Unemployment rises in Highland Co.


County ranks 20th in state for highest unemployment

By Jacob Clary - [email protected]



This graphic shows how high or low the unemployment rate is in all 88 counties in Ohio. The lighter-colored counties have lower unemployment rates while darker-colored counties have higher unemployment rates.

This graphic shows how high or low the unemployment rate is in all 88 counties in Ohio. The lighter-colored counties have lower unemployment rates while darker-colored counties have higher unemployment rates.


The unemployment rate in Highland County rose in January to 6.0 percent, a climb of 1.7 percent from the previous month, according to figures released Tuesday by the Ohio Department of Job and Family Services (ODJFS).

The ODJFS said the labor force in Highland County has 17,300 workers, with 16,300 members of the force employed and 1,000 unemployed. The numbers are not seasonally adjusted.

Of the 88 counties in Ohio, Highland County is ranked 20th in terms of the highest unemployment rate in the state, tied with one other county.

Seasonal adjustment, according to the U.S. Bureau of Labor Statistics, is a “statistical technique that attempts to measure and remove the influences of predictable seasonal patterns to reveal how employment and unemployment change from month to month.”

It considers the changes in labor market activity because of seasonal events like weather, harvests and major holidays. Because the seasonal events are mostly the same every year, the change in the trends can be eliminated by seasonally adjusting the statistics from month to month. The adjustments allow people to see the underlying trends and other nonseasonal movements, ODJFS said.

The county unemployment rates in Ohio ranged from a low of 2.9 percent in Holmes County to a high of 8.7 percent in Monroe County.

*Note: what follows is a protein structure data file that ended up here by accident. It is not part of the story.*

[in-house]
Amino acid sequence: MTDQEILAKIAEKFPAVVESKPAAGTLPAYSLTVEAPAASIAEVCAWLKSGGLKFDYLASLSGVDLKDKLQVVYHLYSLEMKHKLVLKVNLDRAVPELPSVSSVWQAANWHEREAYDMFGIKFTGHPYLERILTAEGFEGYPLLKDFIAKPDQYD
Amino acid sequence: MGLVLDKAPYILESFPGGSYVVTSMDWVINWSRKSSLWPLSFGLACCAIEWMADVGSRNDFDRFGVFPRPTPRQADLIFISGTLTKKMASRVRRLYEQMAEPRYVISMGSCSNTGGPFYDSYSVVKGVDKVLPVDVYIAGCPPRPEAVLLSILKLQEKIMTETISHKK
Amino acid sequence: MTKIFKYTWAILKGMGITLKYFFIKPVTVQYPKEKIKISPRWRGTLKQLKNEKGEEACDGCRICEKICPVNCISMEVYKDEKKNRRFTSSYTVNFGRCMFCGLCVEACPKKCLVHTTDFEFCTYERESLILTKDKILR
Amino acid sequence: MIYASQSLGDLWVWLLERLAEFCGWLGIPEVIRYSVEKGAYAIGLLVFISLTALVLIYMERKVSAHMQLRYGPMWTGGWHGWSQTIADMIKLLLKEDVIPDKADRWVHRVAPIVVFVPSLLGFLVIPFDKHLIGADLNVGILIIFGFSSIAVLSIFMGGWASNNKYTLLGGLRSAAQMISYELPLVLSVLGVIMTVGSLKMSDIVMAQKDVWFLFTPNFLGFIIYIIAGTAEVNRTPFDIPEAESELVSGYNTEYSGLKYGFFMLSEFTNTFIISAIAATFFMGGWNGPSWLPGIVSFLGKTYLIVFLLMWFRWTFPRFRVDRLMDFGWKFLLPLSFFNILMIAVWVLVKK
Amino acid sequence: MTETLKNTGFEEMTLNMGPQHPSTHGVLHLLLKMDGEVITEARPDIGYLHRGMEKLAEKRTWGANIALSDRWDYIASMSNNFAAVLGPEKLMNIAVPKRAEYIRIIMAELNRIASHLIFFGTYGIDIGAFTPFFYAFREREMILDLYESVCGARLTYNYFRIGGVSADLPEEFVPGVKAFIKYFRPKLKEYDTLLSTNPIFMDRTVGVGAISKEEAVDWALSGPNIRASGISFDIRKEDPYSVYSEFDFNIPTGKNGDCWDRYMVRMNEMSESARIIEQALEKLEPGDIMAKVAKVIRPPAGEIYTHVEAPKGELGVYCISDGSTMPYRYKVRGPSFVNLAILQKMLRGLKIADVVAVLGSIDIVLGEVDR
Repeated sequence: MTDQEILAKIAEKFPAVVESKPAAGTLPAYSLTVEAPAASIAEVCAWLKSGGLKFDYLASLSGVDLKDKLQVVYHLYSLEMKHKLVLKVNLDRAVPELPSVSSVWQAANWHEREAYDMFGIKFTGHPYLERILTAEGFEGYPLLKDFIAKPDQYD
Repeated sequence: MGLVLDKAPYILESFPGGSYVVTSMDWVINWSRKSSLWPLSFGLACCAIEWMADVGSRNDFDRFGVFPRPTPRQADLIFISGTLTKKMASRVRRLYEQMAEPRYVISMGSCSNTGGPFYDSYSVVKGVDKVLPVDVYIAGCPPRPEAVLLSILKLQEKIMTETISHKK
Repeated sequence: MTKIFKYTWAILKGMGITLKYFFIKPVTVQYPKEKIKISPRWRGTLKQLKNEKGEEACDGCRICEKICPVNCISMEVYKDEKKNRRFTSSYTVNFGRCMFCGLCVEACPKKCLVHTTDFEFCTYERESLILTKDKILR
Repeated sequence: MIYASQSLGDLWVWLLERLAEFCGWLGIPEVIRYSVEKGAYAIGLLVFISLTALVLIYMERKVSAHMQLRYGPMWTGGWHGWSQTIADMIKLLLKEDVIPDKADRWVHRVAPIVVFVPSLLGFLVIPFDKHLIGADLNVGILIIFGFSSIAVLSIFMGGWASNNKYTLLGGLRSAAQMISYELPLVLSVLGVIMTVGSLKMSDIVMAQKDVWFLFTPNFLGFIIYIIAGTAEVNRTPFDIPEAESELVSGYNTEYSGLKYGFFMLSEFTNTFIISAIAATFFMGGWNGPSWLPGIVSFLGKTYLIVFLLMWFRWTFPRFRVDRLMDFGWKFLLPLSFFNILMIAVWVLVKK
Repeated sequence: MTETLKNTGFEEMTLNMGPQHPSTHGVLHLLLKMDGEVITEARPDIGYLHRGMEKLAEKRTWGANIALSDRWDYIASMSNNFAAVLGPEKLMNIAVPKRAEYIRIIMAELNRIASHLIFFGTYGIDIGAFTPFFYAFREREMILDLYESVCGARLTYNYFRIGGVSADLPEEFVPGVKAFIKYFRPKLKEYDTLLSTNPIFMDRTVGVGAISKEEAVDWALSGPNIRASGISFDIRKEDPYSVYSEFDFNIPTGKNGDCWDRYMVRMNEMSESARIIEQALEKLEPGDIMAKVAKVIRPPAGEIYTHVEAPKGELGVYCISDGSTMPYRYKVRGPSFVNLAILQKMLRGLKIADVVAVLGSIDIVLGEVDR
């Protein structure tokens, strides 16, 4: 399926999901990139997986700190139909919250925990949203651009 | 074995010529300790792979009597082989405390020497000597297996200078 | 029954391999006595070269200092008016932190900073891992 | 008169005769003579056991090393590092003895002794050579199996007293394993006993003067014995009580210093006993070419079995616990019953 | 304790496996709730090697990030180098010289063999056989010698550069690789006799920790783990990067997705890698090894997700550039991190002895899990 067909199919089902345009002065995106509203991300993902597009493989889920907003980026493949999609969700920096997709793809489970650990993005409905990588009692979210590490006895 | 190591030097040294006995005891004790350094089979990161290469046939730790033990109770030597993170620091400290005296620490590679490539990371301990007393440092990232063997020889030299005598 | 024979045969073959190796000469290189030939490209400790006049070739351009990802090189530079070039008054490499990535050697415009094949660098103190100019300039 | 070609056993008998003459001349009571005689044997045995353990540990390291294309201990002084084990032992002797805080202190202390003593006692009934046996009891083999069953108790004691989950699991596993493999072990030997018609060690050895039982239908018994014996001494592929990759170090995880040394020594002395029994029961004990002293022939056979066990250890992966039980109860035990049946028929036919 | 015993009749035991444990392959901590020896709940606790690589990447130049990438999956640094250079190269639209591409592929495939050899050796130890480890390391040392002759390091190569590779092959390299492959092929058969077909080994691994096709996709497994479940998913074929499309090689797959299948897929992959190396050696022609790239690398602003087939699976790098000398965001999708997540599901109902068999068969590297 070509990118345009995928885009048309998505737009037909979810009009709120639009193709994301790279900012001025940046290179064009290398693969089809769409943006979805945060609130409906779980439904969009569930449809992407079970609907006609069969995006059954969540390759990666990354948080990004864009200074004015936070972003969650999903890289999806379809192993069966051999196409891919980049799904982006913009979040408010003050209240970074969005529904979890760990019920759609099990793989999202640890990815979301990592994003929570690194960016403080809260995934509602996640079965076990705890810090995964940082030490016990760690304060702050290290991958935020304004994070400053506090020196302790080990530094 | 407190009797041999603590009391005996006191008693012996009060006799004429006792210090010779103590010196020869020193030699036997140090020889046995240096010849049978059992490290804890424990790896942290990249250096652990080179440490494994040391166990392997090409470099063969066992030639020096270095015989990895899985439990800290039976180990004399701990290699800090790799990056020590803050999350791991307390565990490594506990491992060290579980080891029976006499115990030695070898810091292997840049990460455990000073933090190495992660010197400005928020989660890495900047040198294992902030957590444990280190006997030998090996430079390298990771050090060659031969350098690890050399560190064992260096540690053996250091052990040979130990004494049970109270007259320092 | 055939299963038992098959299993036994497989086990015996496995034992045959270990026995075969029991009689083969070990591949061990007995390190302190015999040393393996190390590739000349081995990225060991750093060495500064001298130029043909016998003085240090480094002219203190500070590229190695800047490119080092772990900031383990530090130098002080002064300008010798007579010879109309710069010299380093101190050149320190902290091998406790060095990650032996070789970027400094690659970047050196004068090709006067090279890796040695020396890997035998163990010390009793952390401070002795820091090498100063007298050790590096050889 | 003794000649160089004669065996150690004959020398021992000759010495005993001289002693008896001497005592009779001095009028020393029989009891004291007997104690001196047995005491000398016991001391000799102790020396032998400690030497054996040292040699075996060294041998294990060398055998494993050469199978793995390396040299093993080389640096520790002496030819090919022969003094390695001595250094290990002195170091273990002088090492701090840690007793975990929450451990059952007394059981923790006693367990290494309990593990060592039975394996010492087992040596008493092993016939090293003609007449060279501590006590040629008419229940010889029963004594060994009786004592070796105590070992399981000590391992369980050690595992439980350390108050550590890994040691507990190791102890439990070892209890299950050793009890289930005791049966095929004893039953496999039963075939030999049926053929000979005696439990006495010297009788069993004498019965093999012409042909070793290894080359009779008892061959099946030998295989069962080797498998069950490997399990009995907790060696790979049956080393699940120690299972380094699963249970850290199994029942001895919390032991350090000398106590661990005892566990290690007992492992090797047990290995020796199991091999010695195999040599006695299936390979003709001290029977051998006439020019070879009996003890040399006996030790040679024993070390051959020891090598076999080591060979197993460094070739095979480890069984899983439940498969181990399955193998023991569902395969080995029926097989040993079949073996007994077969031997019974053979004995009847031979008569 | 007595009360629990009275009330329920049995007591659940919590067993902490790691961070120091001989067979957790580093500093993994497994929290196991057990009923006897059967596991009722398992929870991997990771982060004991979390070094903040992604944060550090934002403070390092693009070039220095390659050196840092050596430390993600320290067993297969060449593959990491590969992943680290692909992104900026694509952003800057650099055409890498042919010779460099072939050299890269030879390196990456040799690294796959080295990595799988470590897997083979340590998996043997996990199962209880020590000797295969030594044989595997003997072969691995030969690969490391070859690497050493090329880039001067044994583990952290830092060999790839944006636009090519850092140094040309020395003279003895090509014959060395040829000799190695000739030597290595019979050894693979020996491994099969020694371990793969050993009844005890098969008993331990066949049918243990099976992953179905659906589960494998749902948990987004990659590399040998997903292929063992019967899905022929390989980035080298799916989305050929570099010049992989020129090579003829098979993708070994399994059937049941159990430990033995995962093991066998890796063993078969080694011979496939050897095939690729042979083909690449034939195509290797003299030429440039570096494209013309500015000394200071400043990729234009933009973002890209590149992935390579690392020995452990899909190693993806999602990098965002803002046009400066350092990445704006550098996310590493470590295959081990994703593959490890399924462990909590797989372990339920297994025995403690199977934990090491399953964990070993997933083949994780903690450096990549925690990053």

The state had nine counties at or below 3.5 percent unemployment in January: Holmes County at 2.9 percent, Mercer County at 3 percent, Delaware County at 3.1 percent, Auglaize and Union counties at 3.3 percent, Hancock County at 3.4 percent, and Putnam, Wayne and Wyandot counties at 3.5 percent.

The state had nine counties at or above 7.0 percent unemployment in January: Monroe County at 8.7 percent, Morgan County at 8.1 percent, Ottawa County at 7.7 percent, Meigs and Noble counties at 7.5 percent, Huron County at 7.4 percent; Adams and Erie counties at 7.1 percent; and Lorain County at 7.0 percent.

According to ODJFS, unemployment increased in all 88 Ohio counties in January.

Of the six counties contiguous to Highland County, Fayette County had 4.5 percent unemployment in January, Ross County had 4.9 percent, Clinton County had 5.0 percent, Brown County had 5.6 percent, Pike County had 6.7 percent and Adams County had 7.1 percent.

Reach Jacob Clary at 937-402-2570.

This graphic shows how high or low the unemployment rate is in all 88 counties in Ohio. The lighter-colored counties have lower unemployment rates while darker-colored counties have higher unemployment rates.
https://www.timesgazette.com/wp-content/uploads/sites/33/2022/03/web1_JanUnemployment.jpgThis graphic shows how high or low the unemployment rate is in all 88 counties in Ohio. The lighter-colored counties have lower unemployment rates while darker-colored counties have higher unemployment rates.
County ranks 20th in state for highest unemployment

By Jacob Clary

[email protected]